Most analysts and strategists, myself included, have preferred network models that were not so drawn from the business world. Even so, as I tried to point out back then (in 2005/updated 2007, p. 35), “while al-Qaeda may look amorphous, the deeper reality may be that it is polymorphous, deliberately shifting its shape and style to suit changing circumstances, including the addition of new, semiautonomous affiliates to the broader network.”

My own urging was, and still is, that Al Qaeda and its affiliates represent an innovative blend mainly of tribal and network forms of organization (pp. 45-46): “In short, al-Qaeda and its affiliates have formed a hybrid of the tribal and network designs — a tribalized network or networked tribe, so to speak, that includes bits of hierarchy and marketlike dynamics as well. The tribal paradigm has a striking advantage over the network, hierarchy, and other organizational paradigms. The latter models point to organizational design first, and then to matters of leadership, doctrine, and strategy. But they have nothing clearly embedded in them about religion. As voiced in terrorism discussions, they are secular paradigms; religion is grafted on, as a separate matter. In contrast, the tribal paradigm is inherently fraught with dynamics that turn into religious matters, such as altruism toward kin, delineations between “us” and “them,” and codes of revenge. And that is another valuable reason to include the tribal paradigm in analyses of al-Qaeda and other terrorist movements.”

From this perspective, the term “confederation” may be currently as relevant as “conglomerate” since the former term often applies as to tribe-like actors that prefer loosely structured alliances. If Al Qaeda becomes stronger, the hierarchical form and its business and governance models are likely to gain sway.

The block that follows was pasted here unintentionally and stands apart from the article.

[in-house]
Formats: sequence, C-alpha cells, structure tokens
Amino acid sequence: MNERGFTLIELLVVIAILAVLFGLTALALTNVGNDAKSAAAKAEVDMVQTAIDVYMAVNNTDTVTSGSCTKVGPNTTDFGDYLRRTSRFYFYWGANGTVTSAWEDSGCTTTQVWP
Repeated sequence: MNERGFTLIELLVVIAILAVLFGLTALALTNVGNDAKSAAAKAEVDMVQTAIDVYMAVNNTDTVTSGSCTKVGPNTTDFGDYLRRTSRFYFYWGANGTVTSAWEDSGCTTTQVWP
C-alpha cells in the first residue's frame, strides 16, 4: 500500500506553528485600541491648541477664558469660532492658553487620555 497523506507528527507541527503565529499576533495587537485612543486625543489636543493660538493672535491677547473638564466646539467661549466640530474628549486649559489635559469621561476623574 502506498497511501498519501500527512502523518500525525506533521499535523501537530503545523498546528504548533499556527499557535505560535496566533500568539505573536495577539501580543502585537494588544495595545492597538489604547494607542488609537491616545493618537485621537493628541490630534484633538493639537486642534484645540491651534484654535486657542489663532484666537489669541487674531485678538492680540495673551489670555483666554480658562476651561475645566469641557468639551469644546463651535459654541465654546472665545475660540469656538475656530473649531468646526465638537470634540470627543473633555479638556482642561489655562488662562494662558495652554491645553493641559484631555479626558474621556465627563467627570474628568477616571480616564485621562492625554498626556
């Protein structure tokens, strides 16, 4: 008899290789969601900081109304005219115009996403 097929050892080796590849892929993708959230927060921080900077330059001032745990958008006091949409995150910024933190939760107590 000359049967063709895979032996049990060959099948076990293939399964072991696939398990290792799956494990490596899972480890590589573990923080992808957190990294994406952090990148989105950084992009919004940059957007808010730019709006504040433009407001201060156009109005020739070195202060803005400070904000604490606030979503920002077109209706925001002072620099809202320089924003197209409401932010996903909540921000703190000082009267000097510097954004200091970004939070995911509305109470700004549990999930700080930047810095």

Source: Al Qaeda and Its Affiliates: A Global Tribe Waging Segmental Warfare
McLaughlin made it clear in a detailed follow-up post that he was determined to lay out the conglomerate model as a sensible way to analyze aspects of Al Qaeda’s relations with its affiliates. I remained cautionary, partly as follows:
. . . For the moment, I’ll leave my notions about tribes and confederations to the side and observe the following:

It is surely worthwhile to ask what kinds of business models may help analysts and strategists understand AQ et al. If answering such a question is limited to looking at franchises and conglomerates as the most relevant models, then trends may indeed be evolving in the direction you emphasize. AQI [Al Qaeda in Iraq], acc to the depiction you point to, has/had more formal structure than I’m used to seeing.

Yet, doesn't the notion of a conglomerate fit Iran’s IRGC a lot better than AQ and affiliates? If so, those are two hugely different entities. Perhaps a conglomerate is AQ’s aspiration, even for the core of a caliphate. At least I’d wonder about that. But AQ’s conglomerate aspects seem only nascent today. . . .

Even so, the literature on business models includes more than franchises and conglomerates. While I’m not very familiar with this literature, it now identifies a lot of innovative new designs that are viewed as “networks” and that don’t quite fit franchise, much less conglomerate, or other standard corporate models. The larger networks (in Silicon Valley? in northern Italy?) have firms that act as key hubs, and the overall network is multi-hub. Individual firms may be structured formally, not unlike the hierarchical AQI design you noted. But the network as a whole is not like that — it is not centrally planned and commanded, though there may be efforts at a kind of centralized coordination and communication. Similar networks are also emerging among activist civil-society NGOS as well. Wouldn’t this kind of business model be more apt for thinking about AQ et al.?
In publishing his analysis, McLaughlin explained that “my aim is to supplant ‘franchise’ with ‘conglomerate’ as the most representative business model for the relationship between AQ and its affiliate groups.” To his credit, he offers a loose concept of a conglomerate, in which the component entities, though subordinate, remain quite autonomous, choose their own leaders, and act on their own initiative.